, Volume 20, Issue 4, pp 257-269

Problems and prospects for the social support-reactivity hypothesis

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Social support and integration have been linked to health and longevity in many correlational studies. To explain how social relationship might enhance health, investigators are examining the effects of social support on physiological processes implicated in disease. Much of this research focuses on testing the social support-reactivity hypothesis, which maintains that social support enhances health by reducing psychobiologic reactivity to stressors. This article identifies the basic assumptions, problems, and prospects of this research endeavor. The major problems discussed include: (a) inconsistent findings across studies; (b) unidentified cognitive and emotional mediators; (c) individual differences in response to social support: and (d) a lack of experimental studies on the role of social support in adjustment to chronic stress. Besides raising consciousness about these problems, I offer ideas for advancing research in this area.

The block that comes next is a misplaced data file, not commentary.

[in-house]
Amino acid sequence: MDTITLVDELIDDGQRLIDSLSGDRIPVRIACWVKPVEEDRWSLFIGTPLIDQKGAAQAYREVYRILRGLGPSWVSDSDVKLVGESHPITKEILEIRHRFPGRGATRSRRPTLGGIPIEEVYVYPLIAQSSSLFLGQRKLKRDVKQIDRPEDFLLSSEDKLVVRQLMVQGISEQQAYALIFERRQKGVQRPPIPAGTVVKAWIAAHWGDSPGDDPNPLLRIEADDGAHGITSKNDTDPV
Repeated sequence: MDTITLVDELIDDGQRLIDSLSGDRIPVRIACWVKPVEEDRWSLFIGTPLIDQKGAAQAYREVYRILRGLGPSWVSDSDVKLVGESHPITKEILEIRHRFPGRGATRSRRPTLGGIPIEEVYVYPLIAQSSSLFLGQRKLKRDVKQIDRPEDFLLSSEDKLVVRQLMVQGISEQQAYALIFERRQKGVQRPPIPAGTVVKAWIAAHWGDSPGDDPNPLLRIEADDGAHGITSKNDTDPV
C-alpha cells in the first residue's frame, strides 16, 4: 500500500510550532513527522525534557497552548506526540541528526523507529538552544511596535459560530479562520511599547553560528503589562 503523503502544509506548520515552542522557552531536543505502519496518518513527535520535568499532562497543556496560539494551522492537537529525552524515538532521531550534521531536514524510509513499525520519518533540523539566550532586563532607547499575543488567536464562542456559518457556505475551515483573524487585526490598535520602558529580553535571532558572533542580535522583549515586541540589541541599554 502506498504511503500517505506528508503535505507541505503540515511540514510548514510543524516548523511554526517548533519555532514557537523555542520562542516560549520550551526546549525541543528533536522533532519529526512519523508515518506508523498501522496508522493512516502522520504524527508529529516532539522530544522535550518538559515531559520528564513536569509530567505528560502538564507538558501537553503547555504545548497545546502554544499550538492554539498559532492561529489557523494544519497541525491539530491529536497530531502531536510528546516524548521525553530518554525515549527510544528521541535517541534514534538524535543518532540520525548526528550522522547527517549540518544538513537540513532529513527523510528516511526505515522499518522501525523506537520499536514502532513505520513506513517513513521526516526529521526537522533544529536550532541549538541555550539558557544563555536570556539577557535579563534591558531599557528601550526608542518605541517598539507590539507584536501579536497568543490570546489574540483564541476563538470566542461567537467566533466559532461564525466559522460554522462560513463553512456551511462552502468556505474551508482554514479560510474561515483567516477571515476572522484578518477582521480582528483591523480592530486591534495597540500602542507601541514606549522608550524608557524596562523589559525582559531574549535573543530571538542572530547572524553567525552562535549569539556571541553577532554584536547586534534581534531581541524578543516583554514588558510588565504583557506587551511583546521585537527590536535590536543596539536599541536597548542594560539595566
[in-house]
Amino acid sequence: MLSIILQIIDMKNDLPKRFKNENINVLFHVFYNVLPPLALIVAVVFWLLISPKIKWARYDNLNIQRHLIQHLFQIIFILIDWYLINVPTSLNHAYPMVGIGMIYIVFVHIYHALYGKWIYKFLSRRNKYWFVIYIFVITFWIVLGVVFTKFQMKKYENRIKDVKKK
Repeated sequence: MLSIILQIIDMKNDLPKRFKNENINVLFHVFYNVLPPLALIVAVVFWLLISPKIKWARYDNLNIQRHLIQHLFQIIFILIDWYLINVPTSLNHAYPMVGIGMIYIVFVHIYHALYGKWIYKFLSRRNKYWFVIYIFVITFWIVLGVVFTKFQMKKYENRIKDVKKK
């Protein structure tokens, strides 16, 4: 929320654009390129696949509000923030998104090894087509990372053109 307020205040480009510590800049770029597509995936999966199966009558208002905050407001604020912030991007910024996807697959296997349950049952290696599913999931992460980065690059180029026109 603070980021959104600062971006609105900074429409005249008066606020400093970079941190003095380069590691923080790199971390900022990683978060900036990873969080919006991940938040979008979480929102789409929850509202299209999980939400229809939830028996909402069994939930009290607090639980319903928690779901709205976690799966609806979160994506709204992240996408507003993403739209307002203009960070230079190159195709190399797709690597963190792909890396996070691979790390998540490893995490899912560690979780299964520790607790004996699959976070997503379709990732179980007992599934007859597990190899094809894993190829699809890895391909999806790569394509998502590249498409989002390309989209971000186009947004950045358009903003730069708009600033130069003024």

I thank Tim Smith, Gary Evans, and Vicki Helgeson for their thoughtful comments on an earlier draft of this paper. I also thank Sheldon Cohen, Tom Kamarck, David Sheffield, Bert Uchino, and Bill Gerin for their contributions to my thinking about the support-reactivity hypothesis through their writings, discussions, and constructive criticisms over the years.